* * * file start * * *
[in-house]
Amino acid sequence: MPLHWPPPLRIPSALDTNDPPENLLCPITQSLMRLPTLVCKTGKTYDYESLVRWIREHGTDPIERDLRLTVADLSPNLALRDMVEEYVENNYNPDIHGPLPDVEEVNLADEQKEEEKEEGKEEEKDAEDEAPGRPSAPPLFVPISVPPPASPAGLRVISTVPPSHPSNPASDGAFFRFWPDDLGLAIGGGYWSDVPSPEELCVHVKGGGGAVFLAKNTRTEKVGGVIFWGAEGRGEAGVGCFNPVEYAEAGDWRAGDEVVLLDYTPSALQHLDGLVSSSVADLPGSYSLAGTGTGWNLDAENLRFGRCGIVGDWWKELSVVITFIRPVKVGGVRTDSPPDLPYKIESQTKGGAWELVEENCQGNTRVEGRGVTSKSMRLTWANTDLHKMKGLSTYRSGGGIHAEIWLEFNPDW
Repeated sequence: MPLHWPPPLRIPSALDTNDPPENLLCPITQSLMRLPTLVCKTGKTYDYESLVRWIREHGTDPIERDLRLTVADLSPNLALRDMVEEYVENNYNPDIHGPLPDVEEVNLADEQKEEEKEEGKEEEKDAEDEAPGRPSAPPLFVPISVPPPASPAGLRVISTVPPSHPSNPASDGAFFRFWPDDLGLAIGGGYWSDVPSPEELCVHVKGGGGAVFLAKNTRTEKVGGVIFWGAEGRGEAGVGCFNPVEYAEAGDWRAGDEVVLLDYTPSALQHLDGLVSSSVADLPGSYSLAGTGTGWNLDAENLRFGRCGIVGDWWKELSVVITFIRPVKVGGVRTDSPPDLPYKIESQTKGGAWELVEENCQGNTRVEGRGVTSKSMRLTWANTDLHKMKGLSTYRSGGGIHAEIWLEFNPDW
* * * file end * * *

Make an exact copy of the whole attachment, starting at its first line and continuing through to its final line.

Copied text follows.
[in-house]
Amino acid sequence: MPLHWPPPLRIPSALDTNDPPENLLCPITQSLMRLPTLVCKTGKTYDYESLVRWIREHGTDPIERDLRLTVADLSPNLALRDMVEEYVENNYNPDIHGPLPDVEEVNLADEQKEEEKEEGKEEEKDAEDEAPGRPSAPPLFVPISVPPPASPAGLRVISTVPPSHPSNPASDGAFFRFWPDDLGLAIGGGYWSDVPSPEELCVHVKGGGGAVFLAKNTRTEKVGGVIFWGAEGRGEAGVGCFNPVEYAEAGDWRAGDEVVLLDYTPSALQHLDGLVSSSVADLPGSYSLAGTGTGWNLDAENLRFGRCGIVGDWWKELSVVITFIRPVKVGGVRTDSPPDLPYKIESQTKGGAWELVEENCQGNTRVEGRGVTSKSMRLTWANTDLHKMKGLSTYRSGGGIHAEIWLEFNPDW
Repeated sequence: MPLHWPPPLRIPSALDTNDPPENLLCPITQSLMRLPTLVCKTGKTYDYESLVRWIREHGTDPIERDLRLTVADLSPNLALRDMVEEYVENNYNPDIHGPLPDVEEVNLADEQKEEEKEEGKEEEKDAEDEAPGRPSAPPLFVPISVPPPASPAGLRVISTVPPSHPSNPASDGAFFRFWPDDLGLAIGGGYWSDVPSPEELCVHVKGGGGAVFLAKNTRTEKVGGVIFWGAEGRGEAGVGCFNPVEYAEAGDWRAGDEVVLLDYTPSALQHLDGLVSSSVADLPGSYSLAGTGTGWNLDAENLRFGRCGIVGDWWKELSVVITFIRPVKVGGVRTDSPPDLPYKIESQTKGGAWELVEENCQGNTRVEGRGVTSKSMRLTWANTDLHKMKGLSTYRSGGGIHAEIWLEFNPDW